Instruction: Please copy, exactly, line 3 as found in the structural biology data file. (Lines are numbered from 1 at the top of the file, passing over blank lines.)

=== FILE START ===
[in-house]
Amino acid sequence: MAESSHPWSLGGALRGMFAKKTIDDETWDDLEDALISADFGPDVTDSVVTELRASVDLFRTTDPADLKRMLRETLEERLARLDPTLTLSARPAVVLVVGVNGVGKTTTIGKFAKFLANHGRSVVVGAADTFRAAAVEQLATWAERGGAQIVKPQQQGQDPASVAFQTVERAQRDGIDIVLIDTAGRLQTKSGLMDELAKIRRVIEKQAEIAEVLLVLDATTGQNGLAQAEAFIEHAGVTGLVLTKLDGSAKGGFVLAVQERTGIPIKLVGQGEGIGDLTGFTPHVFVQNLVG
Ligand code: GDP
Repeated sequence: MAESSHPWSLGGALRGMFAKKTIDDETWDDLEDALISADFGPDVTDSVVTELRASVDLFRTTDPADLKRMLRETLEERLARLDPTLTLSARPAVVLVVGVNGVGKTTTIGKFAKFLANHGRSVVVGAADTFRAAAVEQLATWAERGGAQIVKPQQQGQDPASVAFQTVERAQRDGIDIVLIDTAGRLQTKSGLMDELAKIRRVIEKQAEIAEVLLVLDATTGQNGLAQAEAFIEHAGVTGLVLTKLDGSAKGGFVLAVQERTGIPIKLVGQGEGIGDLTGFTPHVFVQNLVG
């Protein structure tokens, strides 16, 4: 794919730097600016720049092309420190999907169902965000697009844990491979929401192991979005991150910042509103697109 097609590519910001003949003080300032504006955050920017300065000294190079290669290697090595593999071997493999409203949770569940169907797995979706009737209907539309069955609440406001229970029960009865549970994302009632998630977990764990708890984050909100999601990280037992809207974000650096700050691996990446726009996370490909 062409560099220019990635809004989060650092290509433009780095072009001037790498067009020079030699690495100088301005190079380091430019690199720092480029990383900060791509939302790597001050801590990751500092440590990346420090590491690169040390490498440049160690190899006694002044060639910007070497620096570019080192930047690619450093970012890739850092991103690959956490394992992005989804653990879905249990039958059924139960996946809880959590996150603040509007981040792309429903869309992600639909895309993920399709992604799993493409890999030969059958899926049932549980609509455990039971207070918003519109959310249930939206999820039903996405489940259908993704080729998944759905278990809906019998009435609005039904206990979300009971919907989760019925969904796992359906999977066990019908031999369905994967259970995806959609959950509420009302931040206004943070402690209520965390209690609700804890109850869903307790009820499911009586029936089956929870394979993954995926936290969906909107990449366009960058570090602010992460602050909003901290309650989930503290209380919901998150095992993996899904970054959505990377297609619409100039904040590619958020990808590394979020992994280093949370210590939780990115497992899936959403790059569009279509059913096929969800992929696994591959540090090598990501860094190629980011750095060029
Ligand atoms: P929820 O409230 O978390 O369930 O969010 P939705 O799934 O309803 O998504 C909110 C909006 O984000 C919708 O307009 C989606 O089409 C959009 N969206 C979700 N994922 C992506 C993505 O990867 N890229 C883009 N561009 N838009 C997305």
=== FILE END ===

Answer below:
Ligand code: GDP